machines were legalized in 1949, which brought unwanted elements to the
county and were phased out by 1969. The development of the St. Charles
Community in 1968 took center stage and life would never be the same for
little old Waldorf.
From the very beginning, Charles County has been an agriculturally rich
county. But in recent years, the farming community has dwindled due to
rising land values, taxes and a higher cost of living. In 1945, there
were 1,436 farms in Charles County and in 1950 there were 1,576,
according to the Maryland Department of Agriculture. As of 2002, there
were only 418. Current census information is not available.
"Charles County has deep agricultural roots," said Pam King, agent for
the University of Maryland's Cooperative Extension Agency in Charles
County. "I have really noticed a dramatic change in agriculture since
the 20 years I've been here. Not only with the 2000 Tobacco Buyout
offered by the State of Maryland, but with the lifestyle of the county's
residents. Growing tobacco was about culture - the planting schedule
ordered their year. When to plant, pull up, strip, it was the flow of
life. When the buyout came along it was a good opportunity for aging
farmers, it justified an end for them. I now wonder how the popping of
the housing bubble coinciding with the end of the buyout period will
affect future agriculture in our urban state."
Joyce Simpson said she is proud of her Charles County heritage. "I am
related to Thomas Greene, second provincial governor of Maryland, and
also to the Bean family. They were the ones Mattawoman-Beantown Road was
named for. Beantown was a small village that lay just south of the newly
built train station. It was named Bean Station for a short time," she
said. "In 1850, it was renamed Waldorf. Waldorf is a German word meaning
'village in the forest.' My other grandparents owned Trotter's Hotel on
Route 5 South, so I've seen a lot of changes through the years and it
seems to me that Waldorf is at a saturation point."
"I was at the 300th celebration ceremony at the Port Tobacco Courthouse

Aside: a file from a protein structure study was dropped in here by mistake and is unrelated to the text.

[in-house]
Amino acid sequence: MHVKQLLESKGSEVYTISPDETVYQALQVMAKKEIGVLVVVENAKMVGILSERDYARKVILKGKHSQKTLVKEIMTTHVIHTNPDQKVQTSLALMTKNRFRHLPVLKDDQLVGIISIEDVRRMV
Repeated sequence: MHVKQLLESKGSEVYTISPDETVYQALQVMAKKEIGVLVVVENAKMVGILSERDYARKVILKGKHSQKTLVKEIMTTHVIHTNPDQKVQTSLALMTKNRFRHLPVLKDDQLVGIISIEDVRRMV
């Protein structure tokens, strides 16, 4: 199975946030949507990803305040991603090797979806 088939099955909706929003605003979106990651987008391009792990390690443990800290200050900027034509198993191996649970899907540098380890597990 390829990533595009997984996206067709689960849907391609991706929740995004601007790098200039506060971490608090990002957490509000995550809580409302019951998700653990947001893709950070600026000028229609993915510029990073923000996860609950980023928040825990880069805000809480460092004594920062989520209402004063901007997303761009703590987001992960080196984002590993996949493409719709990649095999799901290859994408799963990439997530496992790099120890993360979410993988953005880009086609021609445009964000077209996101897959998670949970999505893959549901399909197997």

when they buried a time capsule," added Simpson. "I turned to my friend
and told her I'd be around for the 350th, and here I am."
Baldus said there are plans to bury a new time capsule at the end of the
year. It will contain the memorabilia from the 350th anniversary
Part of this year's celebration is the building of five, 24-foot high by
24-foot wide birthday cakes at every entrance to the county.
"My husband Carl is in charge of the construction of the birthday
cakes," added Baldus. "They are exact replicas of the one built in
Waldorf for the 300th anniversary celebration. All the land where they
are placed, as well as materials and labor are donated. They have
three-and-a-half candles on top of them to symbolize our county's 350
years and they will be lit at night. We hope they bring a smile to
Charles County's colonial heritage is deeply woven into the tapestry of
America by several Charles Countians. Congressman John Hanson helped
ratify the Constitution. Gen. William Smallwood commanded the Maryland
line during the Revolutionary War, while Brig. Gen. John Dent commanded
the militia of the Lower District on the Western Shore during the
Revolutionary War. Matthew Henson discovered the North Pole with Adm.
Robert E. Peary. The list can continue to increase, possibly with you or
your children's contribution to this great county in flux.
Charles County 350th Events
13 1 - 3:30 p.m., Lecture: "Patriot's Day Celebration," Chapman State
Park, Mt. Aventine.
10 2 - 3 p.m., Lecture: "Pearson Chapman and his Mt. Aventine:
1824-1860," Chapman State Park, Mt. Aventine.
14 Noon, Mass, St. Ignatius Chapel Point celebrated by Archbishop Donald
14 2 - 3 p.m., Lecture: "The Civil War Years in Western Charles County:
1860-1865," Chapman State Park, Mt. Aventine.
6 350th Anniversary Golf Tournament, White Plains Golf Course.
11 10 a.m. to 5 p.m., Art in the park, Mattawoman Creek Art Center.
12 1 - 5 p.m., Benedict Oyster Festival, Serenity Farm.
12 2 - 3 p.m., Lecture: "A Photo Walk through Chapman State Park,"
Chapman State Park, Mt. Aventine.
19 2 - 4 p.m., Fall in Southern Maryland, Friendship House.
9 Veteran's Day Parade, Town of La Plata.
16 2 - 4 p.m., Colonial Thanksgiving Celebration, Friendship House.
For more information please contact Amy Calvin, events specialist at the
Charles County Economic Development and Tourism Department. Call
301-885-1342 or email calvina (at) charlescounty.org.